new camera input luts available

why do you want input lut transforms?

consider the example in this thread:

computing colour by just using the dng ForwardMatrix results in good colour near white, but sacrifices extreme values, especially apparent for blue here (out the window, see cie scatterplot in the top right):

this is a lut profile created from spectral sensitivity functions (ssf):

all else being equal at least now you have a starting point with values inside the spectral locus, so no negative energies required to reproduce this image!

good news everyone!

@ggbutcher created a collection of colour luts (cluts) from a variety of ssf (from different sources and measured by himself), and they are now available in the vkdt camconst github.

what’s a clut look like?

here are visualisations for two random cameras:

the chart here shows the camera chromaticity coordinates, and the points represent some sample spectra converted to camera rgb coordinate (by integrating them against the ssf), colour is the rec2020 coordinate of the output. the named circles show the cc24 spectra (plus a more saturated set X??) evaluated through the actual ssf, and coloured by error (deltaE, spectrum integrated against cie colourmatching vs. spectrum integrated against ssf and processed through clut).

the profile itself is essentially similar to a dcamprof lut profile. the differences are the domain (vkdt: full spectral locus, dcamprof: intersection thereof with prophotorgb) and the interpolation (vkdt: dense, dcamprof: spline).

how to apply a clut

grab the one corresponding to your camera model from the above-linked repo, place it in your data/ directory and then apply the clut.pst preset (ctrl-p in darkroom mode or node editor and then pick clut.pst).


Hi Hanatos, interesting work! So these are 2D luts? Can you explain a bit better what you mean by ‘camera chromaticity coordinates’? What are the axes and what are the lines?



these are 2.5D luts (2D lookup domain, 3D values stored there). the 2D domain is just camera rgb (r/(r+g+b), b/(r+g+b)) in analogy to the CIE xy chromaticity coordinates x = X/(X+Y+Z). these live in a triangle, but i want to store a 2D texture, so the triangle is stretched to a quad domain to make better use of the space, nothing to be proud of. just for completeness, the conversion is

// std C2 mapping with sqrt
void quad2tri(double *x, double *y)
  const double sx = sqrt(*x);
  *x = 1.0-sx;
  *y = *y * sx;
void tri2quad(double *x, double *y)
  const double t0 = *x, t1 = *y;
  *x = (1.0-t0)*(1.0-t0);
  *y = t1 / (1.0-t0);

(how you would sample points on a triangular light source in Monte Carlo path tracing, if you’re into this kinda thing, and not the best way to do so)

by “lines” you mean the structure in the colourful points in the background? these are just a grid of badly chosen sample spectra, sometimes they are closer together in one direction than the other, so they appear to form lines.

i want to prepare some better comparisons to dcamprof’s lut profiles, maybe create the same visualisations for their luts and for the straight matrix too. should be possible to convert dcp lut to this texture format (i don’t want to query a scattered data pointset at runtime if i can avoid it). as far as i understand dcamprof does some extra regularisation that may or not make it less accurate…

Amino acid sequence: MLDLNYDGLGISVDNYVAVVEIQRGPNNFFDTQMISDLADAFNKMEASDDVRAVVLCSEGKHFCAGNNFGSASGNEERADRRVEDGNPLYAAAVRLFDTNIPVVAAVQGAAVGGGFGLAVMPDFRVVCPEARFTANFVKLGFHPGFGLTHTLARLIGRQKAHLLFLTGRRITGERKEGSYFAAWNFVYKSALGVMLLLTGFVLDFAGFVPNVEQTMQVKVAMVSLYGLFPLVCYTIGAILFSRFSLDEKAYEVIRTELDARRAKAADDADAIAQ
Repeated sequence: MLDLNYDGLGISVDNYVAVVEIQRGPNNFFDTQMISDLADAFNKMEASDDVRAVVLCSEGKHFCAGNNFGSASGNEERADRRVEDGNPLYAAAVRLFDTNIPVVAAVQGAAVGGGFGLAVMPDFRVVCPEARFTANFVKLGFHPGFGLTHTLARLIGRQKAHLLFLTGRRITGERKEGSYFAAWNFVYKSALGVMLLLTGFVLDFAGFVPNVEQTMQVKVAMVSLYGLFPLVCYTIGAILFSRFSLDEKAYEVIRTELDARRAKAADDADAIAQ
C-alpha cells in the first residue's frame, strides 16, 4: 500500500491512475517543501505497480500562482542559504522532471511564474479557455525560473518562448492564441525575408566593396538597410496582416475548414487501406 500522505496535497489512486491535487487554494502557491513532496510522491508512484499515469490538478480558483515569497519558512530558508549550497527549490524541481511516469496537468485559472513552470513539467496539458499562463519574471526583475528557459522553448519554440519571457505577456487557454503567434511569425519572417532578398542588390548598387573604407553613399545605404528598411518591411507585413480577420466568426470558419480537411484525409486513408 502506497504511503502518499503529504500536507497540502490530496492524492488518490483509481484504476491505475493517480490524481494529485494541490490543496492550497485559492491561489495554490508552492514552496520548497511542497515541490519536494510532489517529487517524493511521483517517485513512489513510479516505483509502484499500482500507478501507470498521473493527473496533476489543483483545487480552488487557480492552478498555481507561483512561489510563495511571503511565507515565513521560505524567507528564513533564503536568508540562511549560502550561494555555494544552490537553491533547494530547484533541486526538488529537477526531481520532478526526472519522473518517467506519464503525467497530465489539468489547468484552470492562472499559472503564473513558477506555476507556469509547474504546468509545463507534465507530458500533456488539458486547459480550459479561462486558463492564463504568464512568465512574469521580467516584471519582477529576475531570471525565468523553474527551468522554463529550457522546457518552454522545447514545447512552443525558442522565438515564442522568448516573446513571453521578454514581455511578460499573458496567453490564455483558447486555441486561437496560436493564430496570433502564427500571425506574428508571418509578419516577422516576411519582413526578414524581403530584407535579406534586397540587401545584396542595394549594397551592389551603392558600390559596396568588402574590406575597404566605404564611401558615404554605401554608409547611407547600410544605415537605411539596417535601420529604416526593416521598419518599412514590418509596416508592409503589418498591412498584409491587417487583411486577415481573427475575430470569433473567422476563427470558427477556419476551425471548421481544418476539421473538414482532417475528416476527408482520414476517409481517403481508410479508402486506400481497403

Cool, this remind me of rg chromaticity

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As i don’t follow the whole profiling / Lut thing completely …

… does this clip the values inside the range of the Lut ?
I dont know about vkdt , but Darktable does the input profile after exposure , so you can get values outside 0.0 - 1.0, And everytime I try a icc to use as camera profile , it clips the values to 100%.

Or is there a different method how i should use files like this ?

From what I understand this don’t clamp anything because:

  1. camera rgb doesn’t have negative values (cameras can’t record negative light)

  2. with this “rb chromaticity color space” it 's impossible to get values higher than 1
    With the formula above “r=(r/(r+g+b),…” The result r is always < 1

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Is the assumption correct that the outermost locus is the most spectrally pure? And the closer one gets to the center of those loci the closer to Illuminant E? In the D700 clut visualization, are there certain green values overlapping with less spectrally pure green values (upwards in the direction of blues)?

EDIT: I’m so sorry for my manners! This looks fantastic and just reinforces my assumption that SSFs are a must for color-sensitive stuff (so all things photography). Great great work from @ggbutcher and @hanatos . I need to get a GPU to test vkdt.


right. it’s pretty much that only with blue instead of green (flips the triangle, forgot why i did it this way, something with white balancing where i kept green constant or so).

the range of the lut is all the physically possible values. it covers the whole spectral locus and scales with brightness of the input (because it divides out r+g+b, so the global scale introduced by exposure does not matter) (what @age said).

the outermost coordinates in the quad mean something random depending on camera response function. mostly unphysical stuff that never happens (except for noise below black point maybe). the pure spectral colours are close to the outermost ring in the amoeba shaped pointcloud (i think this ring is at 95% distance or so).

hm. the rings scale towards illuminant E, so you can see a bit of structure in the pointcloud around that. the colouration is rec2020, so it renders (1, 1, 1) white where it means D65.

hehe yeah the D700 shows the metameric ambiguity between camera rgb and cie/rec2020: a certain shade of green camera rgb coordinate could potentially have been another spectral stimulus, which, to the eye, would appear as a way more saturated shade of green. given just the camera, there’s no way you will be able to tell them apart. browsing through the different models this happens quite a bit.

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But that means they are supposed to be used before exposure changes , right ? Because you can’t apply it to rgb data that has values > 1.0.

Just looking if i can use this in DT , or if I can learn something from it in using other ICC files as profiles better in DT.